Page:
Sam attends school utilizing an IEP specific to his autism diagnosis in order to modify curricula and grade-level goals to accommodate his unique and individual learning needs. An IEP is federally protected by the Individuals With Disabilities Education Act and provides students with a disability Free Appropriate Public Education (FAPE) that is supposed to be tailored to their individual needs.
Problem was, by November of that school year, the staff at the school hadn’t read his IEP as evidenced by the lack of familiarity with his accommodations for high-level generalized anxiety and the case manager’s inability to address it. It became clear that the school was not following the incremental interventions outlined for social-emotional learning support and staff were otherwise untrained to de-escalate or manage this situation without harm to my child.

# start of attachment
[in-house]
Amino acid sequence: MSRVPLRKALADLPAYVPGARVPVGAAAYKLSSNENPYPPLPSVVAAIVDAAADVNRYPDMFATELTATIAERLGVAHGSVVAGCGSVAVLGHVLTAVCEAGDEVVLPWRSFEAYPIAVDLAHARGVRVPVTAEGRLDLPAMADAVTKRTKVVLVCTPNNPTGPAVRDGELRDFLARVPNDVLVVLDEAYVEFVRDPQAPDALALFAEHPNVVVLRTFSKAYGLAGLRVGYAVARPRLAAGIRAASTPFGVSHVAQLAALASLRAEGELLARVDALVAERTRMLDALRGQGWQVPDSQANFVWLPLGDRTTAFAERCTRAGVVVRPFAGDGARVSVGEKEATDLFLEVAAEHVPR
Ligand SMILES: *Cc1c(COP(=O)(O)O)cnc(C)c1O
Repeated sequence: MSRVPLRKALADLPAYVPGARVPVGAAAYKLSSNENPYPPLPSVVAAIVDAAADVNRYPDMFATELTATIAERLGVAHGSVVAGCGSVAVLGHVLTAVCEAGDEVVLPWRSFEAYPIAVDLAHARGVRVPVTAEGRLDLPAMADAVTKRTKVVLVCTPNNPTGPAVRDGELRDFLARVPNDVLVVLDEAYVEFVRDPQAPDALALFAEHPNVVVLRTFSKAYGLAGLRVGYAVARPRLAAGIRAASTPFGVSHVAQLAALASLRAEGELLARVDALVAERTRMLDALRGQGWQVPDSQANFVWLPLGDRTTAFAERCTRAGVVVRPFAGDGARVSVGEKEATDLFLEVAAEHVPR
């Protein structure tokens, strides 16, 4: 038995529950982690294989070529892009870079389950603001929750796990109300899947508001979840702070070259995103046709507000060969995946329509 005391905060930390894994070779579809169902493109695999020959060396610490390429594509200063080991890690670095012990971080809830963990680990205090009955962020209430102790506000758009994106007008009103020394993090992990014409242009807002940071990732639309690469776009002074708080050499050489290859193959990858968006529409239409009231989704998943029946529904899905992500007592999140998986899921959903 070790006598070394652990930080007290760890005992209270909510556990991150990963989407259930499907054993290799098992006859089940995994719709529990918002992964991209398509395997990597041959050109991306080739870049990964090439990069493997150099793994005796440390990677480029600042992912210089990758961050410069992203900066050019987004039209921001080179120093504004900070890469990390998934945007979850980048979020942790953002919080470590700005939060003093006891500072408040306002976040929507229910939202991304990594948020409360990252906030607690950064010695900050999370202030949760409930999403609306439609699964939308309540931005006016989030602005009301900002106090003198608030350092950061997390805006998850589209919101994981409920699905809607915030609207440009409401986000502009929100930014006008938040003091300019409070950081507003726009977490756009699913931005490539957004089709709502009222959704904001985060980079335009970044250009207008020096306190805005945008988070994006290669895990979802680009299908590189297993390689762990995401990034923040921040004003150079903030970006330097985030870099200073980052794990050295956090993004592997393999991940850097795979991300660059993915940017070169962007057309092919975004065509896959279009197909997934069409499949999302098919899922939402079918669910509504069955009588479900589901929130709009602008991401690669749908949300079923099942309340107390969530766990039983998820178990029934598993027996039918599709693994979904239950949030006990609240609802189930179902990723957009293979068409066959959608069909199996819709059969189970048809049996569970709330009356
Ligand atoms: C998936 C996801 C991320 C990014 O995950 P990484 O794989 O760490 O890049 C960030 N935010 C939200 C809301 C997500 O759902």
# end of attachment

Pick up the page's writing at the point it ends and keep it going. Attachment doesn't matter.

How can this be changed, so other children don’t have to experience what happened to Sam? Recently the Keeping All Students Safe Act (KASSA) was re-introduced by Congressman Don Beyer (VA-08), Senator Chris Murphy (D-CT), Committee on Education and Labor Chairman Robert C. “Bobby” Scott (VA-03), Senate Health, Education, Labor, and Pensions Committee Ranking Member Patty Murray (D-WA), and Congressman Donald McEachin (VA-04).
“The Keeping All Students Safe Act would make it illegal for any school receiving federal taxpayer money to seclude children and would ban dangerous restraint practices that restrict children’s breathing, such as prone or supine restraint. The bill would also prohibit schools from physically restraining children, except when necessary to protect students and staff. The bill would better equip school personnel with the training they need to address school-expected behavior with evidence-based proactive strategies, require states to monitor the law’s implementation, and increase transparency and oversight to prevent future abuse of students.”11/19/2020 Press Release from Congressman Robert C. “Bobby” Scott
If KASSA was in place, over 900 students in my school district would not have had instances of restraint and over 600 students secluded last year. Potentially, 1500 students could have been helped with safer strategies and less harmed.